Kristen Salas Mationg
Loyola University Chicago School of Law, JD 2024
It’s no secret that companies like Google, Alpha, Meta, and Twitter use and sell our data. However, in recent years, the content that companies display to us while we use their platform, from the ads we see to the websites that we find on search engines, has become a major contentious issue. While Section 230 of the 1996 Communications Decency Act shields Big Tech and other online platforms from liability for user-generated content, the Supreme Court recently announced that it will hear Gonzalez v. Google. The outcome of this case could have a huge impact on tech policy and could fundamentally change the type of content that we see online.
Section 230 of the 1996 Communications Decency Act and what it means
Big Tech companies and other online platforms utilize algorithms to push content to consumers. However, partially because of Section 230 of the 1996 Communications Decency Act, these companies are virtually held unaccountable for whatever the algorithms show consumers.
Section 230 states that “No provider or user of an interactive computer service shall be treated as the publisher or speaker of any information provided by another information content provider.” Essentially, Section 230 provides two critical protections to these companies: it shields companies from any civil actions arising from illegal content posted by website’s users, and it allows companies to curate, edit, and delete user content as they see fit. These two protections have shaped the Internet as we know it today because tech companies can push certain content to consumers without being held liable. As long as reasonable measures are taken to address illegal content on their platforms, companies are not accountable for that material.
Gonzalez v. Google and how it could affect Section 230
Gonzalez v. Google is a landmark case that arose from Nahemi Gonzalez’s tragic killing in an ISIS attack in Paris in 2015. Unexpectedly, Gonzalez’s estate brought suit against Google for allowing ISIS to post radicalizing videos of violence and recruitment of potential supporters on YouTube, one of Google’s subsidiaries. Specifically, Gonzalez’s estate argues that Google actually promoted this content through its algorithms that push content to people it thinks would be interested in such content. While the Ninth Circuit Court of Appeals upheld a lower court’s decision in favor of Google, the Supreme Court granted certiorari this month.
Ultimately, Gonzalez’s family believes that Google should be held responsible for failing to remove, and potentially even promoting, extremist views on its platform. While Section 230 generally shields internet platforms from liability for content protected by others, it may be time to limit that scope of protection. During this session, the Court will consider the question of whether Section 230 protects internet platforms when their algorithms target users and recommend someone else’s content.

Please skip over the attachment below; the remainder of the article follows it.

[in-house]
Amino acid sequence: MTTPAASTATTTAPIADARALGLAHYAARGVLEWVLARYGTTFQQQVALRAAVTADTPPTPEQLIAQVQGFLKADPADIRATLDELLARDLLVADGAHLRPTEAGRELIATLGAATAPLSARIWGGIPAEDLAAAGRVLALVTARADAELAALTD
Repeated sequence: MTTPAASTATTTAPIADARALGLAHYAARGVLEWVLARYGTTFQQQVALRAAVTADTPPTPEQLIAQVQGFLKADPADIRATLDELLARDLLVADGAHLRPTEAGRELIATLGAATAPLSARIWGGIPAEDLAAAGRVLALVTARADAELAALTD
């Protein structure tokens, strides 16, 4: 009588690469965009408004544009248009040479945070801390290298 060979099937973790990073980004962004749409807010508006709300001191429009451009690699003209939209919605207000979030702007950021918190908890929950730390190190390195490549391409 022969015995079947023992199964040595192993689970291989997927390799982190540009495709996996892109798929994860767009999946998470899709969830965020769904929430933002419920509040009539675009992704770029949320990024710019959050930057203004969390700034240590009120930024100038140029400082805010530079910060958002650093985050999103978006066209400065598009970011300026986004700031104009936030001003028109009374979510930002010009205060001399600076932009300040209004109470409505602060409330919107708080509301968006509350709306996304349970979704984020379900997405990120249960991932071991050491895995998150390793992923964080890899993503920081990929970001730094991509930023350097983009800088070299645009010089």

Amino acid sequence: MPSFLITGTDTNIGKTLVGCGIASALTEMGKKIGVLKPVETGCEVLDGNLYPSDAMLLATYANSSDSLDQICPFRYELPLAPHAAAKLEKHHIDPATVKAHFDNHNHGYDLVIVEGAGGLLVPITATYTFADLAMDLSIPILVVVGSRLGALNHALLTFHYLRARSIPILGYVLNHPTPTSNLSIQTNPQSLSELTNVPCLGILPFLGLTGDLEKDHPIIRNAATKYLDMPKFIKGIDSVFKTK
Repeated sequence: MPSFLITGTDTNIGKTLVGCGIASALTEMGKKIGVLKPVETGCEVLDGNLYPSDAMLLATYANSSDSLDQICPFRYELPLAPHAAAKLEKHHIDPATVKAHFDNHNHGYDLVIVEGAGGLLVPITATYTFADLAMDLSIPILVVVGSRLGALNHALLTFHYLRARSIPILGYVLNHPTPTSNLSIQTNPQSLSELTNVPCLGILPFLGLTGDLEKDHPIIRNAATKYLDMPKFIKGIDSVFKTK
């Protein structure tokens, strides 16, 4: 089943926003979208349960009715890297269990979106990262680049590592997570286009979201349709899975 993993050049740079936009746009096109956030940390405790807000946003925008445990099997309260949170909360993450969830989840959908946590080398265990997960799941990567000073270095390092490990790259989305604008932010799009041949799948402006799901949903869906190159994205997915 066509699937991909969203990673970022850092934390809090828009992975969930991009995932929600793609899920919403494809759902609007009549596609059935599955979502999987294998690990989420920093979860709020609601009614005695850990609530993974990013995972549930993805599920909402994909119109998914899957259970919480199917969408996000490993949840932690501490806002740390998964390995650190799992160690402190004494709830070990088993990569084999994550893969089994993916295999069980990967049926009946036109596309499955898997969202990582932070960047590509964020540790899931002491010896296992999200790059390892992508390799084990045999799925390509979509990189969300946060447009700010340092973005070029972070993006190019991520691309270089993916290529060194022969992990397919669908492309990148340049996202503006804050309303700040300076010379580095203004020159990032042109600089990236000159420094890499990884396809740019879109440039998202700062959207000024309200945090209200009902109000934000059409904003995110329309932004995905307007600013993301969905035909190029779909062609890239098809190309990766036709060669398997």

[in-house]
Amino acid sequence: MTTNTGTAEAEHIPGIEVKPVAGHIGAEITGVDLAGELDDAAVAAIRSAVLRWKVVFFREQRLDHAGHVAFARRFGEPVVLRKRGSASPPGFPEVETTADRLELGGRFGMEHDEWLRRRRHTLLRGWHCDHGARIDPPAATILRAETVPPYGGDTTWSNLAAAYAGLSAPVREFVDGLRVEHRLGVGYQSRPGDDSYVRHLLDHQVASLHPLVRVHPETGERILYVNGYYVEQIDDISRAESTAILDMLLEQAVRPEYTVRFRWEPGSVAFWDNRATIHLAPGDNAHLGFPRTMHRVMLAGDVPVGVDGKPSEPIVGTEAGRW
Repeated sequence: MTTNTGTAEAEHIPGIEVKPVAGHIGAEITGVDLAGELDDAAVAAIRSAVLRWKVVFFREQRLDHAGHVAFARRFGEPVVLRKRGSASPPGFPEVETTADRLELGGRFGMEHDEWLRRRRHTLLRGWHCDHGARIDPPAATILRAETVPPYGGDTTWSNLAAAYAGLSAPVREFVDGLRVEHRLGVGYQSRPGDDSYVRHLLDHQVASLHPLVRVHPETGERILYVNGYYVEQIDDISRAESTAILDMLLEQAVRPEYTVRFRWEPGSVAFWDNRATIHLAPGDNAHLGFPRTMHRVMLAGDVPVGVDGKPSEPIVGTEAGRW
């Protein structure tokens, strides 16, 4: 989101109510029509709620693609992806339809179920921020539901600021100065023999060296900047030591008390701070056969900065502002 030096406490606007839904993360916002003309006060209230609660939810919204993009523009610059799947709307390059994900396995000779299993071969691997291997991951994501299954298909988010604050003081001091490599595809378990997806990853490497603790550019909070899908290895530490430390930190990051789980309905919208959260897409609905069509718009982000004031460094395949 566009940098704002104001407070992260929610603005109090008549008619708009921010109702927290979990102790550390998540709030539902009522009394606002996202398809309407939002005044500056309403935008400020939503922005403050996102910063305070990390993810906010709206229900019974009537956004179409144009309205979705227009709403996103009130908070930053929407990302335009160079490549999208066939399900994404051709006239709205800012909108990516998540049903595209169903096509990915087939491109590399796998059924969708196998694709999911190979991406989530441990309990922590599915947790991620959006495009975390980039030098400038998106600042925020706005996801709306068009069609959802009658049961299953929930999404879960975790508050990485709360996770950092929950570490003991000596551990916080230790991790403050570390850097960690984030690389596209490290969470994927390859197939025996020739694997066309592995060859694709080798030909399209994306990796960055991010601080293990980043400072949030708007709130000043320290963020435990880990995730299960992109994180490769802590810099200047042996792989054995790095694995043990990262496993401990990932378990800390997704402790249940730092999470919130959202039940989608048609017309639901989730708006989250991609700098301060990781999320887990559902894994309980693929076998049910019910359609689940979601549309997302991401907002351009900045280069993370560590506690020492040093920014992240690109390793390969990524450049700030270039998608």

Potential implications of the Gonzalez v. Google decision for Big Tech
The Supreme Court’s pending decision in Gonzalez v. Google could have huge implications for Big Tech companies and other online platforms. If the Court decides that Section 230 does in fact apply to algorithm-generated recommendations, companies would be exposed to major legal risk for the algorithms that they rely on to push content to consumers. As of now, lower courts have ruled that Section 230 does not apply to algorithm-generated recommendations. There is even a chance that the Supreme Court allows for the Federal Communications Commission to make the decision, which is the agency of record for most of the 1996 Communications Decency Act.
The Court’s decision can result in Big Tech needing to exercise a lot of caution about any content that it shows users or risk being held liable. Alternatively, the Court’s ruling could impact Big Tech’s ability to control anything that consumers see, leading to the potential spread of misinformation. Whether or not the Supreme Court decides that Section 230 applies to algorithm-generated recommendations, companies will need to understand how the content they push out fits into and how to comply with the Supreme Court’s pending framework.
Modernizing Section 230 and effect on regulatory agencies
Section 230 has created the Internet as we know it today. However, while the Supreme Court’s decision can impact the applicability of Section 230, both Democrats and Republicans have also called for changes to allow for Big Tech to be held accountable for the type of content that it promotes. For instance, the bipartisan PACT Act was introduced in 2021 by Senators Brian Schatz and John Thune. While this Act has not been passed through Congress, it seeks to protect consumers by allowing federal regulators, like the Department of Justice and Federal Trade Commission, to pursue civil actions online under Section 230, allowing state attorneys general to enforce federal civil laws against online platforms, and requiring research into a FTC-administered whistleblower program for employees or contractors of online platforms.
Although one of the major purposes of Section 230 was to protect freedom of expression and innovation on the Internet, online providers have done more than just display content to consumers – rather, they are relying on algorithms to actively promote content. It seems like it might be the time for the protections that Section 230 provides to align with the Internet as it is used today. Whether any potential changes to the applicability of Section 230 comes from the Supreme Court or Congress, it appears that regulatory agencies will be empowered to pursue civil actions against online platforms if they do not comply with the law.